Essential Legal Terms To Understand
Mediation is a method of dispute resolution that is voluntary, confidential and generally cooperative. It is a noncoercive, neutrally facilitated negotiation to reach a consensual decision. Rather than focusing on conflict, the parties are encouraged to understand each other’s point of view and work toward their common goal of an early, inexpensive and lasting resolution of their dispute. In mediation, an impartial individual with specific training and expertise in communications, as well as dispute management and resolution, helps individuals understand and resolve their differences. The mediator does not make decisions or compel a particular result, but rather helps the parties reach their own agreement.
Most people who use mediation reach agreements because mediation works to clarify positions and reduce misunderstanding and hostility — even for those who are angry or in severe conflict. In fact, in those situations, mediation can be particularly useful. Those who want to resolve their dispute and can speak up for their own needs and interests can be successful in mediation. The only prerequisites to mediation are that the parties know enough about the situation to negotiate intelligently and a good faith interest by all parties in a resolution.
Collaborative practice, including collaborative law and interdisciplinary collaborative divorce, is a new way for you to resolve disputes respectfully — without going to court — while working with trained professionals who are important to all areas of your life. The term incorporates all of the models developed since Minnesota lawyer Stu Webb created collaborative law ideas in the 1980s.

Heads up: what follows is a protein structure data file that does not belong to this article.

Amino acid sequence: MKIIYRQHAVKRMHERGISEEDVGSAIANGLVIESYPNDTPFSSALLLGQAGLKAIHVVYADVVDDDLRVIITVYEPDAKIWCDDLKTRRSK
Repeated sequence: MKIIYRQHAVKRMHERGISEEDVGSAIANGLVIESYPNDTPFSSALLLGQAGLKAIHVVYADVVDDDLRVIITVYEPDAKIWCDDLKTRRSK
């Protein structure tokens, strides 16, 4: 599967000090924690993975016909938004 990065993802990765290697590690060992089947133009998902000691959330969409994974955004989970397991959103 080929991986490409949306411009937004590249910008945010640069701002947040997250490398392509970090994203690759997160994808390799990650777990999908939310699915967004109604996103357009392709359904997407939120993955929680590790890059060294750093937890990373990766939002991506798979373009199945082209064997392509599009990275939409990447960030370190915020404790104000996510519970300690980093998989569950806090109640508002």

The heart of collaborative practice or collaborative divorce (also called “no-court divorce,” “divorce with dignity,” “peaceful divorce”) is to offer you and your spouse or partner the support, protection and guidance of your own lawyers without going to court. Additionally, collaborative divorce allows you the benefit of child and financial specialists, divorce coaches and other professionals all working together on your team.
In collaborative practice, core elements form your contractual commitments, which are to:
- Negotiate a mutually acceptable settlement without having courts decide issues.
- Maintain open communication and information sharing.
- Create shared solutions acknowledging the highest priorities of all.
Divorce is a sensitive personal matter. No single approach is right for everyone. Many couples find the no-court process known as collaborative practice (collaborative law/collaborative divorce) a welcome alternative to the often destructive, uncomfortable aspects of conventional divorce.
If these values are important to you, collaborative practice is likely to be a workable option for you:
- I want to maintain the tone of respect, even when we disagree.
- I want to prioritize the needs of our children. My needs and those of my spouse require equal consideration, and I will listen objectively.
- I believe that working creatively and cooperatively solves issues.
- It is important to reach beyond today’s frustration and pain to plan for the future.
- I can behave ethically toward my spouse.
- I choose to maintain control of the divorce process with my spouse and not relegate it to the courts.
See link to the International Academy of Collaborative Professionals (iacp.org)